|Publication number||US7255539 B1|
|Application number||US 10/829,483|
|Publication date||Aug 14, 2007|
|Filing date||Oct 9, 2003|
|Priority date||May 9, 2002|
|Publication number||10829483, 829483, US 7255539 B1, US 7255539B1, US-B1-7255539, US7255539 B1, US7255539B1|
|Inventors||Kevin J. Kunkler, John T. Whitney, Jr.|
|Original Assignee||Clarke Fire Protection Products|
|Export Citation||BiBTeX, EndNote, RefMan|
|Patent Citations (12), Referenced by (2), Classifications (9), Legal Events (4)|
|External Links: USPTO, USPTO Assignment, Espacenet|
This application is a continuation in part of U.S. patent application Ser. No. 10/142,206, filed on May 9, 2002, by John Whitney, titled “Pump Pressure Limiting Engine Speed Control, which application is now abandoned.
Building sprinkler systems are designed to provide pressurized water to extinguish fires during emergency situations. A pump is used to provide the necessary water pressure. These pumps are typically powered by an electric motor, however many are often powered by internal combustion engines. The present invention relates to internal combustion engine systems only.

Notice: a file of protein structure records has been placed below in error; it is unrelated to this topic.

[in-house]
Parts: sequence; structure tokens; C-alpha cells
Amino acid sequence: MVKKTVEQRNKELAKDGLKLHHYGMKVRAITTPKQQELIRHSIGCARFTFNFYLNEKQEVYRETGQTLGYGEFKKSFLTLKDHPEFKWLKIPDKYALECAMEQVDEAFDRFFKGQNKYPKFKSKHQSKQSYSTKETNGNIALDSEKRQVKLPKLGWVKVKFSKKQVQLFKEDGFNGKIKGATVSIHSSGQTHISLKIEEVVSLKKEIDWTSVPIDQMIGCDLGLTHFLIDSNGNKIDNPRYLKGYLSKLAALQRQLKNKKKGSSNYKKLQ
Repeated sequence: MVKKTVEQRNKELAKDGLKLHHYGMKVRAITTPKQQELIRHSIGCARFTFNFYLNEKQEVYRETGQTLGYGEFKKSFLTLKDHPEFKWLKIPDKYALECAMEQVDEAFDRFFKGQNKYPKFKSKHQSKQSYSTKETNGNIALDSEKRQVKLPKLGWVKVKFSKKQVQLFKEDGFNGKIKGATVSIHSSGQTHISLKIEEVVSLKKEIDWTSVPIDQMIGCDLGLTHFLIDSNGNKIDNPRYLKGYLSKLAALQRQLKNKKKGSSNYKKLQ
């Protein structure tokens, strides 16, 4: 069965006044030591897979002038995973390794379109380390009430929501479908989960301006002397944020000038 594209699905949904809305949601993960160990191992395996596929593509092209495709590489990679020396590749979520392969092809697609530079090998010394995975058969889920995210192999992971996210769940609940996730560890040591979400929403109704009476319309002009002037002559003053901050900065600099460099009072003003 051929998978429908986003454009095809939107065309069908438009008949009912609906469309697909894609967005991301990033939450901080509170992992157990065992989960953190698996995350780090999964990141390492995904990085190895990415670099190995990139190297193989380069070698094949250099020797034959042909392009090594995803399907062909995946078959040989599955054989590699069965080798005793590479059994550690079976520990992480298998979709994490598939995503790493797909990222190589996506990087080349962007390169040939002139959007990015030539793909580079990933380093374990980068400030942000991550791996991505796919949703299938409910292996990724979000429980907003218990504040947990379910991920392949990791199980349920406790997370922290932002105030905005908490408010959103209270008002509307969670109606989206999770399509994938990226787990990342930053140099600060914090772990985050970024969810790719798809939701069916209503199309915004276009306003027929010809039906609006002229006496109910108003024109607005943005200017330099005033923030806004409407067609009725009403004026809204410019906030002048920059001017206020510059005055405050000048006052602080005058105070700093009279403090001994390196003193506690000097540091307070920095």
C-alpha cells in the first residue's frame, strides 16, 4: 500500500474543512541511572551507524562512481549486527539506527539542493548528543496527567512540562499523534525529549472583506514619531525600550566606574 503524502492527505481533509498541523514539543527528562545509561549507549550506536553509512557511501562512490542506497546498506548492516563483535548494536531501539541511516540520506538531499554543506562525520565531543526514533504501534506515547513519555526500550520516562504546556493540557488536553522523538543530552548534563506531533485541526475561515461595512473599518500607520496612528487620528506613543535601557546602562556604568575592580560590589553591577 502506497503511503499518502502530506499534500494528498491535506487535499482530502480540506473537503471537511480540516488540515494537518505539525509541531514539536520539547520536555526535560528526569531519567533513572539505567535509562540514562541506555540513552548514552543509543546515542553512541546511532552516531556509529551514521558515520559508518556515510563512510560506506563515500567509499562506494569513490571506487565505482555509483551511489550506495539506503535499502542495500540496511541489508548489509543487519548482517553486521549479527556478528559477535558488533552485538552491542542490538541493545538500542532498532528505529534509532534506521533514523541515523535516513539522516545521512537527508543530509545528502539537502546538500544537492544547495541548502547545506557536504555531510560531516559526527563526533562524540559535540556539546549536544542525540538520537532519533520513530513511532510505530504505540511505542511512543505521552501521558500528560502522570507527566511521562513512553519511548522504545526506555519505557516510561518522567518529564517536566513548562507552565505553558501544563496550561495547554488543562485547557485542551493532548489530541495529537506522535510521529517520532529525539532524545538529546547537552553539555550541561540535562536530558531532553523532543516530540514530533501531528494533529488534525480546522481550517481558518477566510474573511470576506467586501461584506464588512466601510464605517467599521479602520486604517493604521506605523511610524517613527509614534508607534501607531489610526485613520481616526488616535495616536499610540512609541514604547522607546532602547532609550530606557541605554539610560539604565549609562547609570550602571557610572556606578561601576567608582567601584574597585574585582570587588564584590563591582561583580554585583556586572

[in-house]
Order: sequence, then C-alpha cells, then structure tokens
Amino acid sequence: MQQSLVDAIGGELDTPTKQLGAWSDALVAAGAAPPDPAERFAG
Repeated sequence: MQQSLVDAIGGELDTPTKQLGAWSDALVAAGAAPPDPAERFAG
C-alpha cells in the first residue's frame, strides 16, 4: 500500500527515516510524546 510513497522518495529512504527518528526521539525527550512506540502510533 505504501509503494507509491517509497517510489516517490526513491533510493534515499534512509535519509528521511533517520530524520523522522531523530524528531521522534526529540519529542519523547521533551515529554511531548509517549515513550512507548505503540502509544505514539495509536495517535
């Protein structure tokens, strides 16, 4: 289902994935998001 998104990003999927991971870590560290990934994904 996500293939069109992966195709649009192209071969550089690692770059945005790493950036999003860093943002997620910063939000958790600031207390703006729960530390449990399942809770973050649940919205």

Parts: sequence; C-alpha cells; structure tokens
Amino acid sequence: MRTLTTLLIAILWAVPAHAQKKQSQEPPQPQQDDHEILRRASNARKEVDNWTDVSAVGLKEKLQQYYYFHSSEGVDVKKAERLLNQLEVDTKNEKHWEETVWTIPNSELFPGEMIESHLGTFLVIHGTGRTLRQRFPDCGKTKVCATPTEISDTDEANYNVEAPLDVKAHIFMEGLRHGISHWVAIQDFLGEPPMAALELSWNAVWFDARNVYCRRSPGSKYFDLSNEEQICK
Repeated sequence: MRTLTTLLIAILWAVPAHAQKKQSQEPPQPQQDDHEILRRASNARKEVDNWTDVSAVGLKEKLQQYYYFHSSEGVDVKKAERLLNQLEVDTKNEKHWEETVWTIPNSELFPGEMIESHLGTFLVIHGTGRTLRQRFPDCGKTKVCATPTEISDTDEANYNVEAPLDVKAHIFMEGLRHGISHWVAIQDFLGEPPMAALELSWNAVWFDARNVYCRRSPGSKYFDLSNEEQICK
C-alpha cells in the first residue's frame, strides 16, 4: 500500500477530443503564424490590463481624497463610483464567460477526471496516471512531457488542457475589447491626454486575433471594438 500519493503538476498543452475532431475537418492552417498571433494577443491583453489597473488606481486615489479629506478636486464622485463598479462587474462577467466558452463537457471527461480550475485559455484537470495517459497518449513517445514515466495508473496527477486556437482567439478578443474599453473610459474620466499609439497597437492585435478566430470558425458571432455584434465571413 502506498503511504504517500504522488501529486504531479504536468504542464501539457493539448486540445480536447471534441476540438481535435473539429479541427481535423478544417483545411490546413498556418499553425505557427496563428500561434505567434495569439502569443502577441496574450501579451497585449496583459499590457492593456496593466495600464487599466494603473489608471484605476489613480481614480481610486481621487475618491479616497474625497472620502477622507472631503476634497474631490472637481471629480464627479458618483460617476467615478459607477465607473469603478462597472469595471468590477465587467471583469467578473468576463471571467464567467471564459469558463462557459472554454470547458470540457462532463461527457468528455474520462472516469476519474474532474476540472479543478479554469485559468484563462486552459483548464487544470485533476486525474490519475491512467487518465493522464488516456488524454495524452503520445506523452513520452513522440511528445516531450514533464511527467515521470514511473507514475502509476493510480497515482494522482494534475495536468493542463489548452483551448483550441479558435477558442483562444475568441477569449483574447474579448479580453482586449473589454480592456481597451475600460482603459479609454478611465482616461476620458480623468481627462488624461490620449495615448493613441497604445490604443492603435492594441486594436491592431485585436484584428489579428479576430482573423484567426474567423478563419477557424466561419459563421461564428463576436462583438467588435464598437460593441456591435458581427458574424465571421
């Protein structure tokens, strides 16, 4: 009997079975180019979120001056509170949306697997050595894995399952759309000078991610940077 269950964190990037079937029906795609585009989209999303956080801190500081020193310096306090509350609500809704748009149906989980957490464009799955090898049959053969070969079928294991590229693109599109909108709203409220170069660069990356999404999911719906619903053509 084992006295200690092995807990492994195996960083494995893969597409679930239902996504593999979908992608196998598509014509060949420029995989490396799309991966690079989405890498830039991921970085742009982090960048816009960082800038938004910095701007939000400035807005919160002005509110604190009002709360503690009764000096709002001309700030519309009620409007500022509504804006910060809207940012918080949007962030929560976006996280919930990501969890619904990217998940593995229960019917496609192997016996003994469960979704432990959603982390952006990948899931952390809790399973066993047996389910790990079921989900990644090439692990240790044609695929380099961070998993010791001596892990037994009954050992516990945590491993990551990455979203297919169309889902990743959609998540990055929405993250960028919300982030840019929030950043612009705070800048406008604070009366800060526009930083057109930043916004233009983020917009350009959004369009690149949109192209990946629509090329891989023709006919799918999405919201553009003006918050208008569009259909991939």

Such sprinkler systems are designed for a defined flow rate and pressure. For a given engine/pump combination, the discharge line pressure, from the pump, is dependent on the fluid flow rate through the system and the pressure of the water being supplied to the pump (called suction pressure). The pressure of the water at the pump suction often has a wide range between its high and low resulting in an equally wide contribution to pump output pressure variances. At a constant engine/pump RPM (Revolutions Per minute). The line pressure will increase as the fluid flow rate decreases through the system. Further, at a fixed throttle setting, as the fluid flow rate decreases, the load on the engine also decreases resulting in an increase in engine rpm, thereby further increasing pressure produced by the pump (this is referred to as the engine droop). The net effect is to increase the pressure, which a sprinkler system must be able to withstand. This basically means stronger more expensive sprinkler system components including water pipes, fittings and sprinklers. Sprinklers are rated for specific operating pressures. This establishes the limits of the system pressures. Some types of sprinklers are further limited to smaller more specific pressure ranges further limiting system pressure ranges.